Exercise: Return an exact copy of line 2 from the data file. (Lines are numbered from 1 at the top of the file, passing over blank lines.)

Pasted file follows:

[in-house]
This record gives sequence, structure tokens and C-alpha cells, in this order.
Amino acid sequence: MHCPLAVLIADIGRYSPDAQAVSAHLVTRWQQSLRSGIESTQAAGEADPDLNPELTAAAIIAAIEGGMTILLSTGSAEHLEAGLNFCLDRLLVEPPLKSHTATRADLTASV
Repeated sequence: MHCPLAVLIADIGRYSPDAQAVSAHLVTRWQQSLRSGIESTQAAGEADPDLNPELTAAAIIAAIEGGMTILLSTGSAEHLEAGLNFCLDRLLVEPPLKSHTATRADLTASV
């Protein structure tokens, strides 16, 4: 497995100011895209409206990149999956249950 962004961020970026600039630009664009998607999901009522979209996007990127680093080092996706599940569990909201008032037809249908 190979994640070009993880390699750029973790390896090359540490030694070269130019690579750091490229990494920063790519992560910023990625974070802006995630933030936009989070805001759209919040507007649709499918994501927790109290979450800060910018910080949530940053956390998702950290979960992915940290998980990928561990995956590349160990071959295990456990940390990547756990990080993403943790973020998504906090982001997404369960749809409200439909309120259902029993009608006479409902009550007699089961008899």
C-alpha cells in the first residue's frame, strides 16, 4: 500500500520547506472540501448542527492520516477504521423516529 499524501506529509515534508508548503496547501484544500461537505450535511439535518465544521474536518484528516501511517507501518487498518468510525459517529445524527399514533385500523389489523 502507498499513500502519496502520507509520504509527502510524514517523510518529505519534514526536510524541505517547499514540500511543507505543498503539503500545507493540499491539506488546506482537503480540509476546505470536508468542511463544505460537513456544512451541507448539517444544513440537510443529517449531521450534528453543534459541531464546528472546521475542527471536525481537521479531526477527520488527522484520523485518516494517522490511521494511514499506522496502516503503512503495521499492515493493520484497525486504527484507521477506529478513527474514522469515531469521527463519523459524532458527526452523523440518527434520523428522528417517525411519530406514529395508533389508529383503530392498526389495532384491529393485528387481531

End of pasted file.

This record gives sequence, structure tokens and C-alpha cells, in this order.